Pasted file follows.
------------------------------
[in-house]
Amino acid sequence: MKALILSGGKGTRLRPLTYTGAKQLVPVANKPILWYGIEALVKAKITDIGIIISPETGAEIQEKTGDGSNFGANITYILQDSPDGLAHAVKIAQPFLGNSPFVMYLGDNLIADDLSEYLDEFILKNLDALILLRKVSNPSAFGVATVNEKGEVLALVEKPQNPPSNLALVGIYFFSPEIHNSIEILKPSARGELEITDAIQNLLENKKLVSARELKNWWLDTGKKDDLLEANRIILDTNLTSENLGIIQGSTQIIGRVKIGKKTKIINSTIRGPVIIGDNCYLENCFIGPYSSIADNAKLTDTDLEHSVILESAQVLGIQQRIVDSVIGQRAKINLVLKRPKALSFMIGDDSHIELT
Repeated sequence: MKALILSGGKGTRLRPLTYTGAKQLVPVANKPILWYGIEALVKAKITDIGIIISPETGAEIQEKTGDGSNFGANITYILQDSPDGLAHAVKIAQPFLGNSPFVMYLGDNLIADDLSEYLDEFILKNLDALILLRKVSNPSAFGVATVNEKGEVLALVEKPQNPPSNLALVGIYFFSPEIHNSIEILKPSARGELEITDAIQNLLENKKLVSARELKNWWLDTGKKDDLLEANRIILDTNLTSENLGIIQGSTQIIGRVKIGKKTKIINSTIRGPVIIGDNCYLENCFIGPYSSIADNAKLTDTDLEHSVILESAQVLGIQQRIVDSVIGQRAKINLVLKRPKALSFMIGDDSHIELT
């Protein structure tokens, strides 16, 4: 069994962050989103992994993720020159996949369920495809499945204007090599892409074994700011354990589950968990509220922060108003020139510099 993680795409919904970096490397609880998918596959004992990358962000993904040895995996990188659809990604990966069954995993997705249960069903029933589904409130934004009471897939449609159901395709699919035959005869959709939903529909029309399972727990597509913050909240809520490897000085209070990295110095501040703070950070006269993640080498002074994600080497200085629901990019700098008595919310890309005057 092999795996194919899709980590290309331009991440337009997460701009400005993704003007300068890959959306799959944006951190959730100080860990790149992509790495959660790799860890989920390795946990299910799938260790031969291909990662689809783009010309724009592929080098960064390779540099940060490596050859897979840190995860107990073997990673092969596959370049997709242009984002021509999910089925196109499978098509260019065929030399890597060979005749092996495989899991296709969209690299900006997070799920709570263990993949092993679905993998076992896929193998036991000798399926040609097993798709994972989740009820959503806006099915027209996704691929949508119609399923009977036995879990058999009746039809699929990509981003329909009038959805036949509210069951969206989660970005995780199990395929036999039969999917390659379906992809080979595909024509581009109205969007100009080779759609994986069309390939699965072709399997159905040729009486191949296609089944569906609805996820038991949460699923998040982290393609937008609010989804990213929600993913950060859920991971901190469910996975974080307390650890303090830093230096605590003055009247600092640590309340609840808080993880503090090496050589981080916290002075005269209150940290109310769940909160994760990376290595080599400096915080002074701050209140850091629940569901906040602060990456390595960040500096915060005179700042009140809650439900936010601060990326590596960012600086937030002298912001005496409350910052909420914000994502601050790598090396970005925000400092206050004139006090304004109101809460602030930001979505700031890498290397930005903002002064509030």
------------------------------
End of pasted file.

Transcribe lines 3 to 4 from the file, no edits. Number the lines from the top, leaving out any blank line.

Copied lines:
Repeated sequence: MKALILSGGKGTRLRPLTYTGAKQLVPVANKPILWYGIEALVKAKITDIGIIISPETGAEIQEKTGDGSNFGANITYILQDSPDGLAHAVKIAQPFLGNSPFVMYLGDNLIADDLSEYLDEFILKNLDALILLRKVSNPSAFGVATVNEKGEVLALVEKPQNPPSNLALVGIYFFSPEIHNSIEILKPSARGELEITDAIQNLLENKKLVSARELKNWWLDTGKKDDLLEANRIILDTNLTSENLGIIQGSTQIIGRVKIGKKTKIINSTIRGPVIIGDNCYLENCFIGPYSSIADNAKLTDTDLEHSVILESAQVLGIQQRIVDSVIGQRAKINLVLKRPKALSFMIGDDSHIELT
């Protein structure tokens, strides 16, 4: 069994962050989103992994993720020159996949369920495809499945204007090599892409074994700011354990589950968990509220922060108003020139510099 993680795409919904970096490397609880998918596959004992990358962000993904040895995996990188659809990604990966069954995993997705249960069903029933589904409130934004009471897939449609159901395709699919035959005869959709939903529909029309399972727990597509913050909240809520490897000085209070990295110095501040703070950070006269993640080498002074994600080497200085629901990019700098008595919310890309005057 092999795996194919899709980590290309331009991440337009997460701009400005993704003007300068890959959306799959944006951190959730100080860990790149992509790495959660790799860890989920390795946990299910799938260790031969291909990662689809783009010309724009592929080098960064390779540099940060490596050859897979840190995860107990073997990673092969596959370049997709242009984002021509999910089925196109499978098509260019065929030399890597060979005749092996495989899991296709969209690299900006997070799920709570263990993949092993679905993998076992896929193998036991000798399926040609097993798709994972989740009820959503806006099915027209996704691929949508119609399923009977036995879990058999009746039809699929990509981003329909009038959805036949509210069951969206989660970005995780199990395929036999039969999917390659379906992809080979595909024509581009109205969007100009080779759609994986069309390939699965072709399997159905040729009486191949296609089944569906609805996820038991949460699923998040982290393609937008609010989804990213929600993913950060859920991971901190469910996975974080307390650890303090830093230096605590003055009247600092640590309340609840808080993880503090090496050589981080916290002075005269209150940290109310769940909160994760990376290595080599400096915080002074701050209140850091629940569901906040602060990456390595960040500096915060005179700042009140809650439900936010601060990326590596960012600086937030002298912001005496409350910052909420914000994502601050790598090396970005925000400092206050004139006090304004109101809460602030930001979505700031890498290397930005903002002064509030």